A new theory published this week in the AAS' The Astrophysical Journal Letters suggests that our Sun may once have had a binary companion of similar mass. If confirmed, the presence of an early stellar companion increases the likelihood that the Oort cloud was formed as observed and that Planet Nine was captured rather than formed within the solar system.
Harvard University scientists, who published the theory, have postulated that the existence of a long-lost stellar binary companion in the Sun's birth cluster—the collection of stars that formed together with the Sun from the same dense cloud of molecular gas—could explain the formation of the Oort cloud as we observe it today.
"Previous models have had difficulty producing the expected ratio between scattered disk objects and outer Oort cloud objects. It shouldn’t come as a surprise to scientists," said study co-author Amir Siraj. "The binary capture model offers significant improvement and refinement, which is seemingly obvious in retrospect: most Sun-like stars are born with binary companions."
If the Oort cloud was indeed captured with the help of an early stellar companion, the implications for our understanding of the solar system’s formation would be significant. "Binary systems are far more efficient at capturing objects than are single stars," said Dr. Avi Loeb, Professor of Science at Harvard. "If the Oort cloud formed as observed, it would imply that the Sun did in fact have a companion of similar mass that was lost before the Sun left its birth cluster."
The new model also has implications for the hypothesized Planet Nine, which Loeb and Siraj believe isn’t alone out there. "The puzzle is not only regarding the Oort clouds, but also extreme trans-Neptunian objects, like the potential Planet Nine," said Loeb. "It is unclear where they came from, and our new model predicts that there should be more objects with a similar orbital orientation to Planet Nine."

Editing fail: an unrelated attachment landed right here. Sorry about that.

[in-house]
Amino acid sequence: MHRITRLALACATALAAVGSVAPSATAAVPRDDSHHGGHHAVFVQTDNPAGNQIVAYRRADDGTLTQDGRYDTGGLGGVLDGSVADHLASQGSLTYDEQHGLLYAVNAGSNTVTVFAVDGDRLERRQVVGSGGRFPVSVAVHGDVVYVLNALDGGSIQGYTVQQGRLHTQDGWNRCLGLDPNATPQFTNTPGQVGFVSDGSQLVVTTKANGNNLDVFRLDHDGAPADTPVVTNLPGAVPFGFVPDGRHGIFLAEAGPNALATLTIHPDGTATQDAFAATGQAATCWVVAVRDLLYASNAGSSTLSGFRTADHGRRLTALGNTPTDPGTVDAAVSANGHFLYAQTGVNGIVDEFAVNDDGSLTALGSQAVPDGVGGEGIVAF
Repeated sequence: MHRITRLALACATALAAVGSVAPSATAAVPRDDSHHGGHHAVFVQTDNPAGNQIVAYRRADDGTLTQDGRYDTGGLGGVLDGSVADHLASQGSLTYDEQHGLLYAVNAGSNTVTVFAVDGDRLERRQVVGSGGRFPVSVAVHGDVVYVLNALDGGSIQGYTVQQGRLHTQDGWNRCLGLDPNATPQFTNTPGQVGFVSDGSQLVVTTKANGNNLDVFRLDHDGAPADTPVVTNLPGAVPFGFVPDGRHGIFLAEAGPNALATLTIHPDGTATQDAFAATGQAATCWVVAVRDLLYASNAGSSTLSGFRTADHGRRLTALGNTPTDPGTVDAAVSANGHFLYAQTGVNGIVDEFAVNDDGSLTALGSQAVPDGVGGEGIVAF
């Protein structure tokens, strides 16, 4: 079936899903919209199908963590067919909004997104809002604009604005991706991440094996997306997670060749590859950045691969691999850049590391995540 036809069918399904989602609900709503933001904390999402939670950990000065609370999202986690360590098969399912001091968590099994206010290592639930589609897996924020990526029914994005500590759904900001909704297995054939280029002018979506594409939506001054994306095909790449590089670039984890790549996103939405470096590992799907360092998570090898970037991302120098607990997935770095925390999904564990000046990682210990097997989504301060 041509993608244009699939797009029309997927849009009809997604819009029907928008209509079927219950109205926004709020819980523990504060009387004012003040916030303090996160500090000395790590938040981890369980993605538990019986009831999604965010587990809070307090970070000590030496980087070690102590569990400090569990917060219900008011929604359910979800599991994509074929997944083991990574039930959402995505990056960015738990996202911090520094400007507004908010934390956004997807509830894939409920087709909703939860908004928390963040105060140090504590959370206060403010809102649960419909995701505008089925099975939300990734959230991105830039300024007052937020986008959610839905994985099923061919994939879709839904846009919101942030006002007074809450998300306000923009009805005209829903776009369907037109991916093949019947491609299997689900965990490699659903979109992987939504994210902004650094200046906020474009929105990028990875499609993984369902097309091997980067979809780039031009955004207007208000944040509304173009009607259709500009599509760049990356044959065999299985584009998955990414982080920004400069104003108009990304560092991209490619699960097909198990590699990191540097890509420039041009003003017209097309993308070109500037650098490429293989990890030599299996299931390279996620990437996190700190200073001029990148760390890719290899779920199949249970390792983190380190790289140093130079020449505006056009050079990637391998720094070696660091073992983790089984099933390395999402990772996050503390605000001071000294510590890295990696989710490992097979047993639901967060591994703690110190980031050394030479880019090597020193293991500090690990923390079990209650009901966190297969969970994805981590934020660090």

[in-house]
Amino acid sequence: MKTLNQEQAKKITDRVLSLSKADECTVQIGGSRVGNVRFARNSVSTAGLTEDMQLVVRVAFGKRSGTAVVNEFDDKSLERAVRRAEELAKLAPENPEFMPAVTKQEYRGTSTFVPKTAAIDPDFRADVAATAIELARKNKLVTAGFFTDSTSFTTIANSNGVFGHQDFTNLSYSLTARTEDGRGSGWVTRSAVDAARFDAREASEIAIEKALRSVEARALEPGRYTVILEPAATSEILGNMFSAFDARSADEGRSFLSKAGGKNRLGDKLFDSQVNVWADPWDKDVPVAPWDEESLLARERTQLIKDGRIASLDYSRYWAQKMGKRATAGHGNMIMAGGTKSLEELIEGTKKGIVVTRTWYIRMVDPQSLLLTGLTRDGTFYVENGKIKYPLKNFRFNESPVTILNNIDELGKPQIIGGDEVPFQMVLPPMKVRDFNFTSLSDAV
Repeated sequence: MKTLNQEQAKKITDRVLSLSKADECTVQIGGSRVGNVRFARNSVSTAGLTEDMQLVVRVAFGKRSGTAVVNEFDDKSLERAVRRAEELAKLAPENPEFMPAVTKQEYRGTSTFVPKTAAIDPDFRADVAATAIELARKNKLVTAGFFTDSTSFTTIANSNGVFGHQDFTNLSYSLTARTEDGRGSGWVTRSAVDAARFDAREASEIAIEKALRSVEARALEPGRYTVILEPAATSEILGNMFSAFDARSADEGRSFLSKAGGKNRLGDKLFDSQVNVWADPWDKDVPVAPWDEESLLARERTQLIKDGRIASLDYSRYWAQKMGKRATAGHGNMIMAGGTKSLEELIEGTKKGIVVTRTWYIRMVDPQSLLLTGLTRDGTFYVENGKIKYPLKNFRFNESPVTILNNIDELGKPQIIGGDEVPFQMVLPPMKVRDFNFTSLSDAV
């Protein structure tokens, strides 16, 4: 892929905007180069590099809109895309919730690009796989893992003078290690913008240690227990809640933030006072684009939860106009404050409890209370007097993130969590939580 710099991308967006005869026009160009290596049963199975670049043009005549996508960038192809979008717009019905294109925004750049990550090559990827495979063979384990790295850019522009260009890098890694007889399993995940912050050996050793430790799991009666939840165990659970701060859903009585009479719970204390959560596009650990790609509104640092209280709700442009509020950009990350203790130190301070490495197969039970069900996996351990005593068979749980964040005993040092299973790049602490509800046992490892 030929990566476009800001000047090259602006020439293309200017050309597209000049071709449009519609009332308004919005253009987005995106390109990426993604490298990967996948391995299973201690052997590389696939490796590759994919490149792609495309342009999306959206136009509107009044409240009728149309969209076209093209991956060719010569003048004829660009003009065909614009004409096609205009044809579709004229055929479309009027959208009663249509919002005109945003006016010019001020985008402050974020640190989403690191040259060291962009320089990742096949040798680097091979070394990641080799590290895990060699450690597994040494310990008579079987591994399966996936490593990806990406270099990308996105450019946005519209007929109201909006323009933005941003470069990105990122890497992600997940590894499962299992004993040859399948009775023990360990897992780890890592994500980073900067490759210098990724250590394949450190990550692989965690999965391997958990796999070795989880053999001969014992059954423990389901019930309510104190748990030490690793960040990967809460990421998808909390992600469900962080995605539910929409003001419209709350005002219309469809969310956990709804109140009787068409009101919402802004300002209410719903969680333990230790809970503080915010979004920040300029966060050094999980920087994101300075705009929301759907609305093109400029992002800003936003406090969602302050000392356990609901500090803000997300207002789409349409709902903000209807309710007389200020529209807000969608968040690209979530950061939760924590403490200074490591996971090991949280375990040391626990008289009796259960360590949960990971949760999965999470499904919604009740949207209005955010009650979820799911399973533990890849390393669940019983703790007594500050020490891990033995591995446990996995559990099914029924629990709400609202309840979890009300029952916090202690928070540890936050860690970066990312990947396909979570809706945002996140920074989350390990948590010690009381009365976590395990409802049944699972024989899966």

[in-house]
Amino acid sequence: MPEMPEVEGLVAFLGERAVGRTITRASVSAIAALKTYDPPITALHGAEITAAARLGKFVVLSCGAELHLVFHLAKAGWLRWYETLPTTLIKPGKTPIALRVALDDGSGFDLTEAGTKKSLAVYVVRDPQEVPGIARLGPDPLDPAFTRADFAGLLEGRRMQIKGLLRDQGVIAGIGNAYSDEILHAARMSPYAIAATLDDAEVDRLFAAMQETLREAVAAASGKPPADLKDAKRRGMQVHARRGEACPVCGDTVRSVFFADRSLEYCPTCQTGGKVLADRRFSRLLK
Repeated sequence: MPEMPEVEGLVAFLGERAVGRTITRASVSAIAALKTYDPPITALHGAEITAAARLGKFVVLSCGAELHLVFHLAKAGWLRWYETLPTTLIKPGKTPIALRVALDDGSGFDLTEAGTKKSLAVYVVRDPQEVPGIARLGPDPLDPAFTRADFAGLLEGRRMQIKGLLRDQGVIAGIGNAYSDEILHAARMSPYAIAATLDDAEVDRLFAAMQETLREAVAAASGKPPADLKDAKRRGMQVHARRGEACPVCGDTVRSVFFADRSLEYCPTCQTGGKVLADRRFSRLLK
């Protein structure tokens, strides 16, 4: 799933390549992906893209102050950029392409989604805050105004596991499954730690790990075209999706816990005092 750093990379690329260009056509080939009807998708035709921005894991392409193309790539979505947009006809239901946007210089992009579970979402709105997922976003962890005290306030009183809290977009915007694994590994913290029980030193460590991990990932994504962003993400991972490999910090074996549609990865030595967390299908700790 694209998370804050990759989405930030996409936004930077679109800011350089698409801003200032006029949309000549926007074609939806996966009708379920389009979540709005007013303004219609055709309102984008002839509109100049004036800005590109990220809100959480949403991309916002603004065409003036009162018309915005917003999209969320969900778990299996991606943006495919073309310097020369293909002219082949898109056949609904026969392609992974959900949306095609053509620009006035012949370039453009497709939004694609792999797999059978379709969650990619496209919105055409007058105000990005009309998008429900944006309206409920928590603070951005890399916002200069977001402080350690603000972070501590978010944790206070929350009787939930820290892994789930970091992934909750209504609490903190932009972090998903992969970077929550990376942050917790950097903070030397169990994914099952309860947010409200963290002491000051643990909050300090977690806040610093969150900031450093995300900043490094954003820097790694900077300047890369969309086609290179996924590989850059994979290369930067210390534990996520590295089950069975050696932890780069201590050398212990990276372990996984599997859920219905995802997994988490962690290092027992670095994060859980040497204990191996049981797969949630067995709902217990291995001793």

Both the Oort cloud and the proposed location of Planet Nine are so distant from the Sun that direct observation and assessment are challenging for today's researchers. But the Vera C. Rubin Observatory, which sees first light in early 2021, will confirm or deny the existence of Planet Nine and its origins.
"If the VRO verifies the existence of Planet Nine, and a captured origin, and also finds a population of similarly captured dwarf planets, then the binary model will be favored over the lone stellar history that has been long-assumed," Siraj said.
If the Sun did have an early companion that contributed to the formation of the outer solar system, its current absence begs the question: where did it go?
"Passing stars in the birth cluster would have removed the companion from the Sun through their gravitational influence," said Loeb. "Before the loss of the binary, however, the solar system already would have captured its outer envelope of objects, namely the Oort cloud and the Planet Nine population." Siraj added, "The Sun's long-lost companion could now be anywhere in the Milky Way."
"The Case for an Early Solar Binary Companion" - Amir Siraj and Abraham, Loeb - The Astrophysical Journal Letters (AAS) - August 18, 2020 - DOI: https://doi.org/10.3847/2041-8213/abac66
We show that an equal-mass, temporary binary companion to the Sun in the solar birth cluster at a separation of ~103 au would have increased the likelihood of forming the observed population of outer Oort Cloud objects and of capturing Planet Nine. In particular, the discovery of a captured origin for Planet Nine would favor our binary model by an order of magnitude relative to a lone stellar history. Our model predicts an overabundance of dwarf planets, discoverable by Legacy Survey of Space and Time, with similar orbits to Planet Nine, which would result from capture by the stellar binary.
Featured image credit: M. Garlick/University of Warwick/ESO